Abstract: Utilize henry's law to find concentration (molality). From that, convert molality to \(g_{\text{solute}}\) to \(L_{\text{solute}}\).
Q.87
A 3.5 gram sample is decomposed into a compound containing nitrogen, hydrogen, and oxygen, together creating 4.00 g of \(\ce{NO2}\) and 7.00 g of \(\ce{H2O}\). The molar mass of the sample is \(78.5 \mathrm{\frac{g}{mol}}\). Find the molecular formula of this sample.
 Solution

First, the moles of each Nitrogen, Hydrogen, and Oxygen in solution are calculated:
\(mol_N = 4g\ \ce{NO2} \times (\frac{1\ mol\ \ce{NO2}}{46.005\frac{g}{mol}})\times (\frac{1\ mol\ N}{1\ mol\ \ce{NO2}}) = 0.0869\ mol\)
\(mass_N = (14.00\frac{g}{mol})(0.0869mol) = 1.2172g\ \ce{N}\)
\(mol_H = 7g\ \ce{H_2O} \times (\frac{1\ mol\ H_2O}{18.02\frac{g}{mol}})\times (\frac{2\ mol\ H}{1\ mol\ \ce{H_2O}}) = 0.7769\ mol\)
\(mass_H = (1.01\frac{g}{mol})(0.7769 mol) = 0.7847g\ \ce{H}\)
From these values, moles of \(O\) can be calculated to be:
\(3.5\ gram\ sample = grams_N + grams_H + grams_O\)
\(3.5 = 1.2172 g + 0.7847 g + grams_O\)
\(grams_O = 1.4981g\)
\(mol_O = \frac{1.4981g}{15.9994\frac{g}{mol}} = 0.0936\ mol\)
The mole values for each element create a ratio of \(\mathrm{H}_{0.7769}\,\mathrm{N}_{0.0869}\,\mathrm{O}_{0.0936}\), creating an empirical formula \(\ce{H9NO}\)
From here, the molecular formula can be established using the molar mass:
\(\text{Empirical formula mass} = 9(1.01\frac{g}{mol\ H}) + (14.00\frac{g}{mol\ N}) + (15.9994\frac{g}{mol\ O})\)
\(\text{Empirical formula mass} = 39.0894\frac{g}{mol}\)
\(\text{Sample Mass} = 78.5\frac{g}{mol}\)
\(\frac{78.5\frac{g}{mol}}{39.084\frac{g}{mol}} = 2.00\)
\(2(\ce{H9NO}) = \ce{H18N2O2} = \text{Molecular Formula}\)
Q.87
5 grams of a substance containing hydrogen, carbon and oxygen were fully combusted and produced 3.00 grams of \(\ce{H2O}\) and 7.33 grams of \(\ce{CO2}\)_{.} When 10.64 grams of the substance was mixed with 0.5 kg of water, the freezing point was found to decrease by 0.0605°C. What is the substance?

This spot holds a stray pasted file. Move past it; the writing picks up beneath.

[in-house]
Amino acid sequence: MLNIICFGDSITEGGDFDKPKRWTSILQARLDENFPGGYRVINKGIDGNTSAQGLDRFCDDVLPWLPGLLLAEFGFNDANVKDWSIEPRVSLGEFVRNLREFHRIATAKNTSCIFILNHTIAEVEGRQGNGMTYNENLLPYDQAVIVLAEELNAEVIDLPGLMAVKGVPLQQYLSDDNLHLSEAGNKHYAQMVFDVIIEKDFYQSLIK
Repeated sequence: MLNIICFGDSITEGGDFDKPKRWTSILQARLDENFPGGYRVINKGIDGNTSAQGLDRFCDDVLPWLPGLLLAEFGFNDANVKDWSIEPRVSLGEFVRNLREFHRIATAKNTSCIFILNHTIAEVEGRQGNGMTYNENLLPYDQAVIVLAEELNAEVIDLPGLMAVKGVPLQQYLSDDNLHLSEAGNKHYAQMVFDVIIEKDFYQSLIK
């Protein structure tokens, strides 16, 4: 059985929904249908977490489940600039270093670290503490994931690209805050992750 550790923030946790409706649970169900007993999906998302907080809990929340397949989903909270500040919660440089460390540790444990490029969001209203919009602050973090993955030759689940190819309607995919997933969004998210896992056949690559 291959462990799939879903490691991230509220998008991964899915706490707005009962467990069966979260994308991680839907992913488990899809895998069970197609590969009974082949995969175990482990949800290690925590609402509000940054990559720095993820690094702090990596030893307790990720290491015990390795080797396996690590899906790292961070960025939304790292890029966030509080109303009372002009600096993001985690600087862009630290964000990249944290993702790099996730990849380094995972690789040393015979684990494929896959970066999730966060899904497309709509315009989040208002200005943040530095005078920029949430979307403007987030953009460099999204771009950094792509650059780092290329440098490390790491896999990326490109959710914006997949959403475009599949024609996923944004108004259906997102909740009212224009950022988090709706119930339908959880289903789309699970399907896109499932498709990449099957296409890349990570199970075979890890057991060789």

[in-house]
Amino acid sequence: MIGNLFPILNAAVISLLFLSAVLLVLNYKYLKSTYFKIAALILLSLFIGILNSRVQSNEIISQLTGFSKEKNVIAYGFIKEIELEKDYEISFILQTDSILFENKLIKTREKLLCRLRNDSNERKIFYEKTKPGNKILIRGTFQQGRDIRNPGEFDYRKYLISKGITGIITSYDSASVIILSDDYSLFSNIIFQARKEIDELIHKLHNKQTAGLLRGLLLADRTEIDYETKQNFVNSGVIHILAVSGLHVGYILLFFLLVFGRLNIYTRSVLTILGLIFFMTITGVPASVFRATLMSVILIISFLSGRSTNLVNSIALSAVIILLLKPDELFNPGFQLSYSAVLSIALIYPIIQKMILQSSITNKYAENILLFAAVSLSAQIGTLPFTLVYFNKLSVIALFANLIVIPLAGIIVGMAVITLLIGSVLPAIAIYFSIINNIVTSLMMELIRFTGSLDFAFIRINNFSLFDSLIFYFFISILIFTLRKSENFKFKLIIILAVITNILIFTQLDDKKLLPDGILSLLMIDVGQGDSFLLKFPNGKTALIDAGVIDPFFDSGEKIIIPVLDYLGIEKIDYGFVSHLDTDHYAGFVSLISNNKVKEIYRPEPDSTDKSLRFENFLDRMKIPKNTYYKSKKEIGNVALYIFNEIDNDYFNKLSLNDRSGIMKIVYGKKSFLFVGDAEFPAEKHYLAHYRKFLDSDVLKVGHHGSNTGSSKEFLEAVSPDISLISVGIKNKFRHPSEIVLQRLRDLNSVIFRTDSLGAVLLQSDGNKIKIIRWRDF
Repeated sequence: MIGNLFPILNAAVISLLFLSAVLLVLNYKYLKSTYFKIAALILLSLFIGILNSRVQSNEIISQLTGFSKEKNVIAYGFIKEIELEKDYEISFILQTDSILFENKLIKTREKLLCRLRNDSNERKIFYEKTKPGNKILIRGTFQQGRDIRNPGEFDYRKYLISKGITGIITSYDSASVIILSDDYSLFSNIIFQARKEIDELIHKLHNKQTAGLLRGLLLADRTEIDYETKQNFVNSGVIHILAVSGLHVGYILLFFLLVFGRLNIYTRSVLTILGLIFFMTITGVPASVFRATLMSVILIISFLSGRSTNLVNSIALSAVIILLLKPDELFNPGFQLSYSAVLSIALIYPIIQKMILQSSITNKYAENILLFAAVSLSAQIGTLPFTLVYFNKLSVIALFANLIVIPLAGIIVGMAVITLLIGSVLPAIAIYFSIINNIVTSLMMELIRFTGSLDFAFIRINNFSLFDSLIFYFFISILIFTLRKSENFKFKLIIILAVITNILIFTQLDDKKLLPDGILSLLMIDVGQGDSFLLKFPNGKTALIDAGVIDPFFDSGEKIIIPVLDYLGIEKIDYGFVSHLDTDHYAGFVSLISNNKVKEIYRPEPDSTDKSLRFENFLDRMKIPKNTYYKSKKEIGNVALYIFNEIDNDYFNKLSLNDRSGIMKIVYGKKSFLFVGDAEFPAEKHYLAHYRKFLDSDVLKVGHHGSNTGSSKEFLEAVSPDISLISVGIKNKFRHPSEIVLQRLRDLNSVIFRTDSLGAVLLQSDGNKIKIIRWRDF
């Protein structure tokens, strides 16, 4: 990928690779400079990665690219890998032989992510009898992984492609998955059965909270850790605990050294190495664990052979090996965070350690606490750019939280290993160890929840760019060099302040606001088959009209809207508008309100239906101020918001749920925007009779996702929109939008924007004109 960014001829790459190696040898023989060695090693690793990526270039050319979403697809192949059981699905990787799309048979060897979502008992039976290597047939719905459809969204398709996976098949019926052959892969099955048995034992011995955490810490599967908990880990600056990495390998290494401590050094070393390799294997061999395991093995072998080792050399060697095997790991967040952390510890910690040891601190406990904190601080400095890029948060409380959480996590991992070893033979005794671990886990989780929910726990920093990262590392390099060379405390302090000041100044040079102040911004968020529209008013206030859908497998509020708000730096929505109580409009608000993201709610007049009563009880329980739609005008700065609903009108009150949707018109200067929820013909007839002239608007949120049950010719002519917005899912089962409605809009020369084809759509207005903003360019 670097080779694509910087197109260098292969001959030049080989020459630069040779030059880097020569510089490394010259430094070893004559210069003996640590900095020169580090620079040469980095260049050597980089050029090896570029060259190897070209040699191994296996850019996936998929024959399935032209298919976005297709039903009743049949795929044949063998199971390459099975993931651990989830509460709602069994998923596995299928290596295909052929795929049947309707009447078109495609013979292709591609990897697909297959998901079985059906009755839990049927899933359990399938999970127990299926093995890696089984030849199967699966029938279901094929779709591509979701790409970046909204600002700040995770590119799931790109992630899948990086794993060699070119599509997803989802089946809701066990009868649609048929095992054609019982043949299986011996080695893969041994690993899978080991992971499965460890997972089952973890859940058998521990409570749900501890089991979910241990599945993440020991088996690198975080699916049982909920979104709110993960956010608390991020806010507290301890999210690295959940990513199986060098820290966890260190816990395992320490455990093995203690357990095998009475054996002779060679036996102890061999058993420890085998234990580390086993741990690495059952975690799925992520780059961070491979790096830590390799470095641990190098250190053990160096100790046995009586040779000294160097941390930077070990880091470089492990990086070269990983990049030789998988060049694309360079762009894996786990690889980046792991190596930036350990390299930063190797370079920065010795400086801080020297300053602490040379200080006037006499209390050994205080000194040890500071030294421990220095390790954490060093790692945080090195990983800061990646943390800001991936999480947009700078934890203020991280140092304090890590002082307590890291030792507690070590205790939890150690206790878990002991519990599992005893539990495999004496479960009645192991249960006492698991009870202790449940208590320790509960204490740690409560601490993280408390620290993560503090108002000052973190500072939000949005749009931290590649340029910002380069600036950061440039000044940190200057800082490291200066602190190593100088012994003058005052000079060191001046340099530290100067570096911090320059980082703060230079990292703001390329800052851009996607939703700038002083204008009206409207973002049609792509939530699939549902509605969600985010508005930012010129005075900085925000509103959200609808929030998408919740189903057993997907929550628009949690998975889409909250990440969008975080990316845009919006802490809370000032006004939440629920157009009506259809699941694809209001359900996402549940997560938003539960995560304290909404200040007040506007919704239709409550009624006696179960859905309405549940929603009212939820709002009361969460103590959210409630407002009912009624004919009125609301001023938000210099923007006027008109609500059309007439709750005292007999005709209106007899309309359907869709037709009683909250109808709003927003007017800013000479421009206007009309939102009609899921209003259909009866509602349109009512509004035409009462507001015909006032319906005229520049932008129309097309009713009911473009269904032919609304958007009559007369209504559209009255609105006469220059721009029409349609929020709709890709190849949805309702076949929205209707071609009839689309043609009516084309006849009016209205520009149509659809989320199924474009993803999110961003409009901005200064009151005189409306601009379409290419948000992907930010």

Solution

The generic equation for this reaction is
\[\ce{C_{x} H_{y} O_{z} + O_{2} > H_{2}O + CO_{2}} \nonumber \]
The molar masses of carbon, hydrogen, and oxygen are 12.01 g/mol, 1.008 g/mol, and 16.00 g/mol respectively. Therefore the molar masses of water and carbon dioxide are \(18.016\frac{g}{mol}\) and \(44.01\frac{g}{mol}\). These values can be used to determine the mass percent of hydrogen in water
\[\dfrac {2 (1.008)\; \frac{g}{mol}} {18.016\; \frac{g}{mol}} \times 100 =11.2\% \nonumber \]
And the mass percent of carbon in carbon dioxide
\[\dfrac{12.01\; \frac{g}{mol}} {44.01\; \frac{g}{mol}} \times 100 =27.3\% \nonumber \]
The mass percents can be used to determine the amount of hydrogen and carbon are present.
\[3.00\; g \times 0.112 = 0.336\; g\; \text {of Hydrogen} \nonumber \]
\[7.33\; g \times 0.273 = 2.001\; g\; \text {of Carbon} \nonumber \]
By subtracting the masses of Carbon and Hydrogen from the original mass of the substance, the mass of oxygen present in the substance can be found
\[5\; g  (0.336\; g + 2.001\;g) = 2.663\; g\; \text {of Oxygen} \nonumber \]
By dividing the masses present by the molar mass, the amount of moles of each element can be determined
\[ \dfrac{0.112\; g}{1.008\; \frac{g}{mol}} = 0.333\; mol\; \text {of Hydrogen} \nonumber \]
\[ \dfrac{2.001\; g}{12.01\; \frac{g}{mol}} = 0.167\; mol\; \text {of Carbon} \nonumber \]
\[\dfrac{2.663\; g}{16.00\; \frac{g}{mol}} = 0.166\; mol\; \text {of Oxygen} \nonumber \]
By looking at the amount of moles of each element, it can be noticed that there are equal amounts of carbon and oxygen and twice as much hydrogen as carbon or oxygen. Therefore the ratio of \(\ce{C}:\ce{H}:\ce{O}\) in the substance is \(1:2:1\). However, the molar mass of the substance remains unknown, but it can be found using the information about the freezing point depression.
From the formula for freezing point depression
\[\Delta T=i \times k_{f} \times m\nonumber \]
\[0.0605°C = 1 \times 0.512°C\; m^{1} \times m \nonumber \]
\[m=\dfrac{0.0605°C}{0.512\frac{°C}{m}}=0.118\; \frac{mol}{kg}\nonumber \]
By multiply by the mass of solvent (water), we can determine the amount of moles that was dissolved in the water
\[0.118\; \frac{mol}{kg} \times 0.5\; kg = 0.059\; mol\nonumber \]
The last step in finding the molar mass of the substance is to divide the mass dissolved by the moles dissolved
\[\dfrac{10.64\;g}{0.059\; mol} = 180.3\; \frac{g}{mol}\nonumber \]
Now we can find the formula of the substance. The first step is to find the number of moles of the substance combusted
\[\dfrac {5\;g} {180.3\; \frac{g}{mol}} = 0.0277\; mol\nonumber \]
We can compare this to the number of carbon moles combusted to determine the number of carbon atoms per molecule of the substance
\[\dfrac {0.167\; g \text{ of Carbon}\;} {0.0277\; mol} = 6 \text{ Carbon atoms} \nonumber \]
When we apply the number of carbon atoms to the ratio of elements found earlier, the chemical formula comes to be \(\ce{C_{6}H_{12}O_{6}}\) which is glucose.
Answer: Glucose